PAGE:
The Wall Street Journal has some interesting reporting this morning on Tim Geithner—reporting that doesn’t do him any good. But the paper fumbles the execution of the story here with a dumb headline and a top that focuses too much on Washington image-making instead of stuff that actually matters.
Too bad, because the Journal has some good new information confirming how Geithner has moderated the administration’s stance toward Wall Street—something that’s got it into serious political trouble:
Interviews with dozens of government officials show that Mr. Geithner has acted as a brake on administration officials seeking punitive action against big financial firms.
He’s done that by preserving Vikram Pandit’s job at Citigroup, defending paying out $165 million in bonuses to the AIG Financial Products folks, and pushing to get Wall Street out from under TARP regulations. This is all unsurprising but good to know.
Also unsurprising: Geithner’s political tin ear:
In August, Mr. Geithner asked Treasury staff members to look into whether it would make sense to tax banks’ financial transactions to recoup Troubled Asset Relief Program losses. He told staff to not broach the topic with the White House until he gave the go-ahead, because he didn’t want to “give oxygen” to the tax idea before it could be thought out.
Meanwhile, however, others began calling for a transaction tax, including U.K. Prime Minister Gordon Brown and House Speaker Nancy Pelosi. The result: By the time Mr. Obama rolled out his own bank-fee plan in January, it appeared to many a defensive move.
Barry Ritholtz says the WSJ misplays the story—particularly with an off-key headline—and he’s right. “Bailout Anger Undermines Geithner” doesn’t get at the good stuff contained here and much of the top seems misplaced. Parts of the piece feel like they’ve been shoe-horned in to fit an editor’s wishes.
The headline misses the nuance of the story: That Geithner is very much a creature of the Banks he is supposed to regulate; that he continued the same ruinous bailout policies he was a part of when they began under Bush/Paulson; that he has stood as a speed bump preventing more aggressive regulation of the banks that caused the mess.
The problem with the story is perhaps best seen in the WSJ Online headline: “Bailout Anger Hurts Geithner’s Public Image, Effectiveness.” I think that more accurately sums up how the story actually reads than the paper’s headline.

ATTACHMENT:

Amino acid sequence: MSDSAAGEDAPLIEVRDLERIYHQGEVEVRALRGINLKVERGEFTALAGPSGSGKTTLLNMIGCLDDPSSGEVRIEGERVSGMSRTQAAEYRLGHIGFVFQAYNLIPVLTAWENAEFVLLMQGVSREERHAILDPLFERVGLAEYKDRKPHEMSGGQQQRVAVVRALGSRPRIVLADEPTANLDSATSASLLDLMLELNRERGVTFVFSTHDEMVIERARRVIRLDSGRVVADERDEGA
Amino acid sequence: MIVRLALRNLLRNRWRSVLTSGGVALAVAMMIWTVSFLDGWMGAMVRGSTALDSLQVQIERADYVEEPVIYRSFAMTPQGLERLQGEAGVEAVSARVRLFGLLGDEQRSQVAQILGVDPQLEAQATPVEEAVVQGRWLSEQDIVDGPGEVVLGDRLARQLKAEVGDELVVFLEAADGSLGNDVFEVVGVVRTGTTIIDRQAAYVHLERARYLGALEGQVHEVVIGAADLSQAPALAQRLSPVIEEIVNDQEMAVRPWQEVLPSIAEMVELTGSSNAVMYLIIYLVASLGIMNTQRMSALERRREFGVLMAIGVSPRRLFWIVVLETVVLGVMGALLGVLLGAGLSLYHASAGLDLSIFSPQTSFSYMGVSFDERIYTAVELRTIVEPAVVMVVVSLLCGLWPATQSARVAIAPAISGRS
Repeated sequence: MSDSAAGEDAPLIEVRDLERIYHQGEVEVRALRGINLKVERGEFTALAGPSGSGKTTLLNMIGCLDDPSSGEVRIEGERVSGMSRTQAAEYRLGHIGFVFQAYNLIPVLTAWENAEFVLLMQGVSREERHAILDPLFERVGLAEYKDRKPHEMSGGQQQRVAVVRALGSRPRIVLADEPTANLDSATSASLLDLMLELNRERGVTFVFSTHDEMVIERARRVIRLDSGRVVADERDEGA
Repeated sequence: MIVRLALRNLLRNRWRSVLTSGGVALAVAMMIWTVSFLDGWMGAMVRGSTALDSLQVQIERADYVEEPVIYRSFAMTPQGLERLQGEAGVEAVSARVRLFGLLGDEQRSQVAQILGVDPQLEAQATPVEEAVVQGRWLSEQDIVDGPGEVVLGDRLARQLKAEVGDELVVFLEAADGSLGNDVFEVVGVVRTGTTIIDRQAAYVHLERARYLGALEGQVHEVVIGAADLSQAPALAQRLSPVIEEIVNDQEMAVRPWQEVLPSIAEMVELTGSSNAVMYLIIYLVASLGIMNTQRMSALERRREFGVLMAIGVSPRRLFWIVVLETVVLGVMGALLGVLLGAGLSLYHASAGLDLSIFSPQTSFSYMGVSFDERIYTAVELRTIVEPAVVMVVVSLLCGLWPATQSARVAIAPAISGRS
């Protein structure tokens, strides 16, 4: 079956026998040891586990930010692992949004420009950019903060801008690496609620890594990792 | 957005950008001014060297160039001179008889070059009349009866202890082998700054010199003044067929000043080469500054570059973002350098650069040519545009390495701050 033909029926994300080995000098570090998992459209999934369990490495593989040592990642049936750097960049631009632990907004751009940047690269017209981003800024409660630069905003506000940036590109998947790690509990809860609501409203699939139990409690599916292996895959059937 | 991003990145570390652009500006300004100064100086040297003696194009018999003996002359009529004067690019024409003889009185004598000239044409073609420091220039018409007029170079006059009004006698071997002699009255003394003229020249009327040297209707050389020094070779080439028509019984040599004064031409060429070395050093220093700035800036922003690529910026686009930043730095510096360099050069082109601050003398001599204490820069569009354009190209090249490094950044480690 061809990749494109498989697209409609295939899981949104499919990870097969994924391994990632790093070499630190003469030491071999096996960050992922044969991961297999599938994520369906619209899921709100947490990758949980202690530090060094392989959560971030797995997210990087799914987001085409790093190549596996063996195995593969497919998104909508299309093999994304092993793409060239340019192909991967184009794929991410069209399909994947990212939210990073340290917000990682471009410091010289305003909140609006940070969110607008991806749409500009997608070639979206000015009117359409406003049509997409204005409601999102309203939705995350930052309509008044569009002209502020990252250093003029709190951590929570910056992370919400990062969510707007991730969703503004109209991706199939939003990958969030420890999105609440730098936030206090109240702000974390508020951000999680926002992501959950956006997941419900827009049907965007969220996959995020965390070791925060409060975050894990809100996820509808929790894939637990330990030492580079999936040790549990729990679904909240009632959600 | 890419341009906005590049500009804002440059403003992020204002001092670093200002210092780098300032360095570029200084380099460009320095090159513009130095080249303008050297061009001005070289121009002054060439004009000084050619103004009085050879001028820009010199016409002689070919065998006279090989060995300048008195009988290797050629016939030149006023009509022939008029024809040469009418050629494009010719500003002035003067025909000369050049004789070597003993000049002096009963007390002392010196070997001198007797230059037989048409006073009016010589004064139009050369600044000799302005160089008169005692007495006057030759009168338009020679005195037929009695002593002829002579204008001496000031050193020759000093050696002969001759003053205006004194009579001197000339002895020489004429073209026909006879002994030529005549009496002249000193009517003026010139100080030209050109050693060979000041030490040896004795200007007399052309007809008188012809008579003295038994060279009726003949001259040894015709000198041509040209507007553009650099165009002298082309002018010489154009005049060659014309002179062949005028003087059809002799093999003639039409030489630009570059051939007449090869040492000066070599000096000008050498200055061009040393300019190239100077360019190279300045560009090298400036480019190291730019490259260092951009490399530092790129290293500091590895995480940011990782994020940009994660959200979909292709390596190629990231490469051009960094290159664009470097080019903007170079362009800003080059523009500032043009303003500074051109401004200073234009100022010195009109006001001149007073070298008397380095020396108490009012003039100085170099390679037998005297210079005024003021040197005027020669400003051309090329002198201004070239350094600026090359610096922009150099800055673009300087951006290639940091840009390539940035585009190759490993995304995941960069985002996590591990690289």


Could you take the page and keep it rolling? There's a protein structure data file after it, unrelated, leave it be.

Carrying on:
The New Yorker’s George Packer wrote an outstanding post last week on Washington journalism’s obsession with image over substance. It’s revealing that the Journal would put it “Public Image, Effectiveness” rather than “Effectiveness, Public Image.” Because the latter is what is really going on isn’t it? That Geithner’s public image, for what that’s worth, is being harmed by his ineffectiveness on what people really care about? Packer:
Anyone covering Washington, not excluding me, will sooner or later turn to a phrase like “refocus its image” or “a perception that the President has come to look” or “a pitch-perfect recital of the populist message,” because they come so easily, and because they make it unnecessary to say anything substantial, which means thinking hard and perhaps suffering the consequences.
Yet to some lawmakers, Mr. Geithner looks weak. His association with unpopular financial bailouts has become an albatross. His neutral rhetoric on bankers’ bonuses—the fat payouts are “very hard for people to understand,” he recently told CNBC—spurs talk that he coddles Wall Street.
Lawmakers have been bickering for months over Mr. Geithner’s regulatory revamp. Despite renewed confidence in the banks and a growing economy, Mr. Geithner gets little credit. His unwillingness to play the populist makes him an ineffective pitchman for an administration eager to defuse public anger over unemployment and the housing crisis.
To boost his image, Mr. Geithner is waging a charm offensive. On Friday he toured a supermarket in Philadelphia with first lady Michelle Obama to showcase efforts to reduce childhood obesity, an unusual event for a Treasury secretary. He demonstrated how a Treasury program offering tax credits in low-income communities can bring in businesses selling more nutritious food.